Since receiving Christ at age 21, Rev. Alavi has endured at least four attempts on his life. Because of his ministry among Muslims, he receives numerous death threats by phone or by letter. Nearly every day he is assailed in Muslim speeches, newsletters and newspapers. Islamic groups have slapped 11 court cases on him, and last August a gunman shot at his house. He has also noticed two men stalking him lately.

Short with a thickly bearded face, the 53-year-old Alavi disarms others with a serene smile and a high singing voice.

“Last month, a few reporters came to me warning that killers were out to take me down,” Alavi said. “All my life I have had threats from fundamentalists. So I wasn’t surprised to hear this from reporters who were tipped off by a source with a radical, Indian Islamic group.”

Though Muslim extremist organizations deny having any part in the attempts on his life, police officials and intelligence agencies have confirmed their role.

Machetes and Reproach

Higher-ranking police officials have asked Alavi to be cautious as extremist groups have issued warnings about attacks planned against him.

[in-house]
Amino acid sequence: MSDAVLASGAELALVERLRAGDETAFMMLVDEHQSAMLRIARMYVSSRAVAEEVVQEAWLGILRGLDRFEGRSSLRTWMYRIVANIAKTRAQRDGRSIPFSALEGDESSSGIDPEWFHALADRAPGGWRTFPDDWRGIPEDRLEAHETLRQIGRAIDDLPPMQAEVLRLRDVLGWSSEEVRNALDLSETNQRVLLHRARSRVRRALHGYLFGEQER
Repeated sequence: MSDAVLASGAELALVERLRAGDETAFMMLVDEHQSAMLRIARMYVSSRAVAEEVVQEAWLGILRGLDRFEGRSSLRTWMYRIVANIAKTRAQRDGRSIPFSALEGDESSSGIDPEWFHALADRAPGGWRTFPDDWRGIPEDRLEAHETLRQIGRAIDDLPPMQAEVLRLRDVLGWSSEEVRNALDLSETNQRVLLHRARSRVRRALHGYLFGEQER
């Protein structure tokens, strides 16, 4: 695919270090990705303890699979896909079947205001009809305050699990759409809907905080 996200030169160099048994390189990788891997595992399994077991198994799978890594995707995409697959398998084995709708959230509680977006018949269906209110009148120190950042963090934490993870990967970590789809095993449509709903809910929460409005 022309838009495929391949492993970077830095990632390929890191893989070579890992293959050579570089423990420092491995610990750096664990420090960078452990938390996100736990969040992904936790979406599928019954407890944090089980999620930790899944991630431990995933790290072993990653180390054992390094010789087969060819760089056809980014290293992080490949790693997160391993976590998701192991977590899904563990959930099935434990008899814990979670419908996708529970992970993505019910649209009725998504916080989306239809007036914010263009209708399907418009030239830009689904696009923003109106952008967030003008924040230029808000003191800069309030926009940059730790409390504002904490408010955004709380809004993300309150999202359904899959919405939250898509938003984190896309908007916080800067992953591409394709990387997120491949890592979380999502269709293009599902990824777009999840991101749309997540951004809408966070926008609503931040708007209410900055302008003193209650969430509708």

In Manjeri, a predominantly Muslim town in south India, Rev. Alavi pastors an independent Lutheran church, New Hope India Mission. He also oversees a literature program of tracts, booklets and study aides examining Islamic viewpoints on Christianity.

Many such works analyze Quranic arguments in favor of violence, contrasting them with Christianity’s peaceful approaches. Rev. Alavi, a graduate from Concordia Seminary in Nagercoil, has written more than 20 books and tracts calling upon Muslims to understand the true essence of the teachings of Jesus.

In an Islamic area where Christianity is considered blasphemy, Rev. Alavi has led at least 50 Muslims – estimates range as high as 200 – to a saving knowledge of Jesus Christ. Each year thousands of inquiries pour in. Working out of his home in Calicut, he meets curious and questioning Muslims asking about Jesus.

The threats on his life began in 1981. “A mob of Sunni Muslims stormed into my property looking for me with machetes,” he said. “I ran all the way to the police station. Later I took refuge at the home of a Hindu attorney.” The lawyer’s family fed him and eventually provided an escort back to his home.

Rev. Alavi is not attacked merely for being a Christian, he said.

“I happened to be the first Muslim in a Muslim town who still converts Muslims in modern times,” he said. “They saw clearly that I’m a sort of a bridge for many to walk to Jesus. They could never stand the idea. Hence I happen to be their foremost enemy.”

The National Development Front (NDF), a major Indian Islamic group emerging in 1993 following the destruction of the Babri Masjid mosque, has launched several public campaigns against Rev. Alavi.